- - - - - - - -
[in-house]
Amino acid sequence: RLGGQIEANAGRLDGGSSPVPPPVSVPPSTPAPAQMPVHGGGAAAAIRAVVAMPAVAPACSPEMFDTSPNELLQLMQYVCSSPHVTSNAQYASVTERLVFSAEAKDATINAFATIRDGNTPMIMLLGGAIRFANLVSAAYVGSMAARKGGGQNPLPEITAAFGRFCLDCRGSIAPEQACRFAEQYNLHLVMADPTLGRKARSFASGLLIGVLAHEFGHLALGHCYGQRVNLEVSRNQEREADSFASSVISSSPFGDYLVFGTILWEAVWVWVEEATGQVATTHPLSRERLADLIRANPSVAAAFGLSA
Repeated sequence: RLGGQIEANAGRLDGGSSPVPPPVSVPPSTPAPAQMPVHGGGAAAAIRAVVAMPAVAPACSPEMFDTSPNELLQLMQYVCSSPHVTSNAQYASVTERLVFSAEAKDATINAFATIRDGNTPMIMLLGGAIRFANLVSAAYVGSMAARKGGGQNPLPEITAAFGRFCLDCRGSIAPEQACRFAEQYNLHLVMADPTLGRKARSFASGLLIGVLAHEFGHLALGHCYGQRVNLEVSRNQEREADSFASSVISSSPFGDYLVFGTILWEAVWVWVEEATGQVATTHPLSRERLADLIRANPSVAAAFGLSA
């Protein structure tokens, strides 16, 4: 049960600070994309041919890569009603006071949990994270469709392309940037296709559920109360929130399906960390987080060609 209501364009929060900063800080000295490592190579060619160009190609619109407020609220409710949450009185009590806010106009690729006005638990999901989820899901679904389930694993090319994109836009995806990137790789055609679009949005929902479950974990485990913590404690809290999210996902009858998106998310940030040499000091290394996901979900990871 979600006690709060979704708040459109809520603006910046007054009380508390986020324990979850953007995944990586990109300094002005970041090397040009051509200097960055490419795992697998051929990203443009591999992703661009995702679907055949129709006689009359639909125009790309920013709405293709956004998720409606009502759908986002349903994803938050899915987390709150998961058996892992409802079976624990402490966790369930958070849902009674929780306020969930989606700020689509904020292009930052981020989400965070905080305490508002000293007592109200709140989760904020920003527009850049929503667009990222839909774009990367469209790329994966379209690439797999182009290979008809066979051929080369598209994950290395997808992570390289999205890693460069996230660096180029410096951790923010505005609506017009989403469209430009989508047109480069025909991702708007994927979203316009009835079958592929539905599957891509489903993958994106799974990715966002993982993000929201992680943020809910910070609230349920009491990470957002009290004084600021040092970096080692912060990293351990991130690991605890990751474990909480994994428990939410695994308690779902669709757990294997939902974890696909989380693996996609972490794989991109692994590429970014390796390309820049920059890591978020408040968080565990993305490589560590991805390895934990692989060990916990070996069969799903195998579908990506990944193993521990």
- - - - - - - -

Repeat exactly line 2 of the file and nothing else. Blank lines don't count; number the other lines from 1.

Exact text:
Amino acid sequence: RLGGQIEANAGRLDGGSSPVPPPVSVPPSTPAPAQMPVHGGGAAAAIRAVVAMPAVAPACSPEMFDTSPNELLQLMQYVCSSPHVTSNAQYASVTERLVFSAEAKDATINAFATIRDGNTPMIMLLGGAIRFANLVSAAYVGSMAARKGGGQNPLPEITAAFGRFCLDCRGSIAPEQACRFAEQYNLHLVMADPTLGRKARSFASGLLIGVLAHEFGHLALGHCYGQRVNLEVSRNQEREADSFASSVISSSPFGDYLVFGTILWEAVWVWVEEATGQVATTHPLSRERLADLIRANPSVAAAFGLSA